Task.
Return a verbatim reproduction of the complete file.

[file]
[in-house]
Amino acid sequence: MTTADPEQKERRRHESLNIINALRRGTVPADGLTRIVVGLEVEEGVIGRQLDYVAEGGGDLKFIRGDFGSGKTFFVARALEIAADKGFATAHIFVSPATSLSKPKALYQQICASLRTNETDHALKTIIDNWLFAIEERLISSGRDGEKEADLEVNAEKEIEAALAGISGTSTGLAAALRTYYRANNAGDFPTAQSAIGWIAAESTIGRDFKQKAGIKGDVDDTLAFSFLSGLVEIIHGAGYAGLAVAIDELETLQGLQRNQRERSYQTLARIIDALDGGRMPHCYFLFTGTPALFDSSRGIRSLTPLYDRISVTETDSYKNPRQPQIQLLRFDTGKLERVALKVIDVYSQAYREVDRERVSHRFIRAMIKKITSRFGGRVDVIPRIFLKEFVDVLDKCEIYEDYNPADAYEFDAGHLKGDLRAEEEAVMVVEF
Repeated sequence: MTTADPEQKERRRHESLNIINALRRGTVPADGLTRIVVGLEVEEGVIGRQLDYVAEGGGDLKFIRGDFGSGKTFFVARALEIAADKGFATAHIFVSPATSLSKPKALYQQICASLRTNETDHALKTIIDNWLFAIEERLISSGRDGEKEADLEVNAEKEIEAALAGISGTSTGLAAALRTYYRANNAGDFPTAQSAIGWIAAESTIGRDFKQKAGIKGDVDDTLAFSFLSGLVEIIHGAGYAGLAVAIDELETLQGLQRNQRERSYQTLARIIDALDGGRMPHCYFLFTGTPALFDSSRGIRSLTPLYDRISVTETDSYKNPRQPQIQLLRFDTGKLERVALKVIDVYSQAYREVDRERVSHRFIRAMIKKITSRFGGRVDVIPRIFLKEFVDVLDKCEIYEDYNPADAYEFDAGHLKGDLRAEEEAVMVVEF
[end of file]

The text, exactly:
[in-house]
Amino acid sequence: MTTADPEQKERRRHESLNIINALRRGTVPADGLTRIVVGLEVEEGVIGRQLDYVAEGGGDLKFIRGDFGSGKTFFVARALEIAADKGFATAHIFVSPATSLSKPKALYQQICASLRTNETDHALKTIIDNWLFAIEERLISSGRDGEKEADLEVNAEKEIEAALAGISGTSTGLAAALRTYYRANNAGDFPTAQSAIGWIAAESTIGRDFKQKAGIKGDVDDTLAFSFLSGLVEIIHGAGYAGLAVAIDELETLQGLQRNQRERSYQTLARIIDALDGGRMPHCYFLFTGTPALFDSSRGIRSLTPLYDRISVTETDSYKNPRQPQIQLLRFDTGKLERVALKVIDVYSQAYREVDRERVSHRFIRAMIKKITSRFGGRVDVIPRIFLKEFVDVLDKCEIYEDYNPADAYEFDAGHLKGDLRAEEEAVMVVEF
Repeated sequence: MTTADPEQKERRRHESLNIINALRRGTVPADGLTRIVVGLEVEEGVIGRQLDYVAEGGGDLKFIRGDFGSGKTFFVARALEIAADKGFATAHIFVSPATSLSKPKALYQQICASLRTNETDHALKTIIDNWLFAIEERLISSGRDGEKEADLEVNAEKEIEAALAGISGTSTGLAAALRTYYRANNAGDFPTAQSAIGWIAAESTIGRDFKQKAGIKGDVDDTLAFSFLSGLVEIIHGAGYAGLAVAIDELETLQGLQRNQRERSYQTLARIIDALDGGRMPHCYFLFTGTPALFDSSRGIRSLTPLYDRISVTETDSYKNPRQPQIQLLRFDTGKLERVALKVIDVYSQAYREVDRERVSHRFIRAMIKKITSRFGGRVDVIPRIFLKEFVDVLDKCEIYEDYNPADAYEFDAGHLKGDLRAEEEAVMVVEF